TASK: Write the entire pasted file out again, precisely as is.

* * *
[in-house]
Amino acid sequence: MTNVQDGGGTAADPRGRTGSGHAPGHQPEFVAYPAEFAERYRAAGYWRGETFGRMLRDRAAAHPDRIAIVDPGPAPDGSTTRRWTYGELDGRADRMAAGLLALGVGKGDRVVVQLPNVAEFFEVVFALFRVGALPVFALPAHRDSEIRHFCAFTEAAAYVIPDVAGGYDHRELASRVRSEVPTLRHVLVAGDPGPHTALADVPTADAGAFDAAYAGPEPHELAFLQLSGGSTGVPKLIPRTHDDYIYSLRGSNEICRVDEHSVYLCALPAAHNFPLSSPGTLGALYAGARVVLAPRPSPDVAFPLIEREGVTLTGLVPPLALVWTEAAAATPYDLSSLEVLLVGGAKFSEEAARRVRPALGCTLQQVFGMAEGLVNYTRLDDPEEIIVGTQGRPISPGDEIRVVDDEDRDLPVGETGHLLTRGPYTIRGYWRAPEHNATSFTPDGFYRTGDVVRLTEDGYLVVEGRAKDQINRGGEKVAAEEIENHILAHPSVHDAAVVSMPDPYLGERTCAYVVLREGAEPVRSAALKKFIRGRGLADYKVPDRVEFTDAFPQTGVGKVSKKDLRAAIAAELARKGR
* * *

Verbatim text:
[in-house]
Amino acid sequence: MTNVQDGGGTAADPRGRTGSGHAPGHQPEFVAYPAEFAERYRAAGYWRGETFGRMLRDRAAAHPDRIAIVDPGPAPDGSTTRRWTYGELDGRADRMAAGLLALGVGKGDRVVVQLPNVAEFFEVVFALFRVGALPVFALPAHRDSEIRHFCAFTEAAAYVIPDVAGGYDHRELASRVRSEVPTLRHVLVAGDPGPHTALADVPTADAGAFDAAYAGPEPHELAFLQLSGGSTGVPKLIPRTHDDYIYSLRGSNEICRVDEHSVYLCALPAAHNFPLSSPGTLGALYAGARVVLAPRPSPDVAFPLIEREGVTLTGLVPPLALVWTEAAAATPYDLSSLEVLLVGGAKFSEEAARRVRPALGCTLQQVFGMAEGLVNYTRLDDPEEIIVGTQGRPISPGDEIRVVDDEDRDLPVGETGHLLTRGPYTIRGYWRAPEHNATSFTPDGFYRTGDVVRLTEDGYLVVEGRAKDQINRGGEKVAAEEIENHILAHPSVHDAAVVSMPDPYLGERTCAYVVLREGAEPVRSAALKKFIRGRGLADYKVPDRVEFTDAFPQTGVGKVSKKDLRAAIAAELARKGR